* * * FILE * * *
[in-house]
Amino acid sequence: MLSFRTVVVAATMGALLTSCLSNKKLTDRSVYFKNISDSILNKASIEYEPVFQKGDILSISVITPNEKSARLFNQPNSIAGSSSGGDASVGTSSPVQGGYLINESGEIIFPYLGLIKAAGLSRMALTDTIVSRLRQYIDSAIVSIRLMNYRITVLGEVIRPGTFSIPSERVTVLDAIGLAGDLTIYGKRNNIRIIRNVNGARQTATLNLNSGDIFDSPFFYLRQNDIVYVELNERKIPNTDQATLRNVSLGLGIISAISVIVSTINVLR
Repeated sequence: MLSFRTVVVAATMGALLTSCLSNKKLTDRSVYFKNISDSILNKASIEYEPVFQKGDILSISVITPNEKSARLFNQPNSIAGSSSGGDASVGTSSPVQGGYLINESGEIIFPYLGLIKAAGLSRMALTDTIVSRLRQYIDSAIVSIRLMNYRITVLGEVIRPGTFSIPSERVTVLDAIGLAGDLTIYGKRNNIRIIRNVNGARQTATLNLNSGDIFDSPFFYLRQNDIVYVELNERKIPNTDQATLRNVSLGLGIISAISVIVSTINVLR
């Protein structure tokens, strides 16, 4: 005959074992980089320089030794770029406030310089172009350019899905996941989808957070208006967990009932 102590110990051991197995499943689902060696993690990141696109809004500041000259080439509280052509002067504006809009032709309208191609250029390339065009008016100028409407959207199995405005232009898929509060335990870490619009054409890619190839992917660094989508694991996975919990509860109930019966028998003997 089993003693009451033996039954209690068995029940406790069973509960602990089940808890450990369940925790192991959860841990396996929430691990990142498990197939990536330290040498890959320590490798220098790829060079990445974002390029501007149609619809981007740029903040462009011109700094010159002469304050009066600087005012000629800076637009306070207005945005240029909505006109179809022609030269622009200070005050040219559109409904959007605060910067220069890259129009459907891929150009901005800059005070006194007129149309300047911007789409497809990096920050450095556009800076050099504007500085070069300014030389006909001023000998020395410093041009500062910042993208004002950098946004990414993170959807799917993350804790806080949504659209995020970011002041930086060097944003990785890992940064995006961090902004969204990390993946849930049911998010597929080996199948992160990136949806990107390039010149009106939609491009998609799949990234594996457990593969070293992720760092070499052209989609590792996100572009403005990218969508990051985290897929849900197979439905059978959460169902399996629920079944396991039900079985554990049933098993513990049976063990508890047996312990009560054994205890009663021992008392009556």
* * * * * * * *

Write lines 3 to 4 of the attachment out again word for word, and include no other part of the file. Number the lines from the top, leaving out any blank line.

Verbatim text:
Repeated sequence: MLSFRTVVVAATMGALLTSCLSNKKLTDRSVYFKNISDSILNKASIEYEPVFQKGDILSISVITPNEKSARLFNQPNSIAGSSSGGDASVGTSSPVQGGYLINESGEIIFPYLGLIKAAGLSRMALTDTIVSRLRQYIDSAIVSIRLMNYRITVLGEVIRPGTFSIPSERVTVLDAIGLAGDLTIYGKRNNIRIIRNVNGARQTATLNLNSGDIFDSPFFYLRQNDIVYVELNERKIPNTDQATLRNVSLGLGIISAISVIVSTINVLR
């Protein structure tokens, strides 16, 4: 005959074992980089320089030794770029406030310089172009350019899905996941989808957070208006967990009932 102590110990051991197995499943689902060696993690990141696109809004500041000259080439509280052509002067504006809009032709309208191609250029390339065009008016100028409407959207199995405005232009898929509060335990870490619009054409890619190839992917660094989508694991996975919990509860109930019966028998003997 089993003693009451033996039954209690068995029940406790069973509960602990089940808890450990369940925790192991959860841990396996929430691990990142498990197939990536330290040498890959320590490798220098790829060079990445974002390029501007149609619809981007740029903040462009011109700094010159002469304050009066600087005012000629800076637009306070207005945005240029909505006109179809022609030269622009200070005050040219559109409904959007605060910067220069890259129009459907891929150009901005800059005070006194007129149309300047911007789409497809990096920050450095556009800076050099504007500085070069300014030389006909001023000998020395410093041009500062910042993208004002950098946004990414993170959807799917993350804790806080949504659209995020970011002041930086060097944003990785890992940064995006961090902004969204990390993946849930049911998010597929080996199948992160990136949806990107390039010149009106939609491009998609799949990234594996457990593969070293992720760092070499052209989609590792996100572009403005990218969508990051985290897929849900197979439905059978959460169902399996629920079944396991039900079985554990049933098993513990049976063990508890047996312990009560054994205890009663021992008392009556």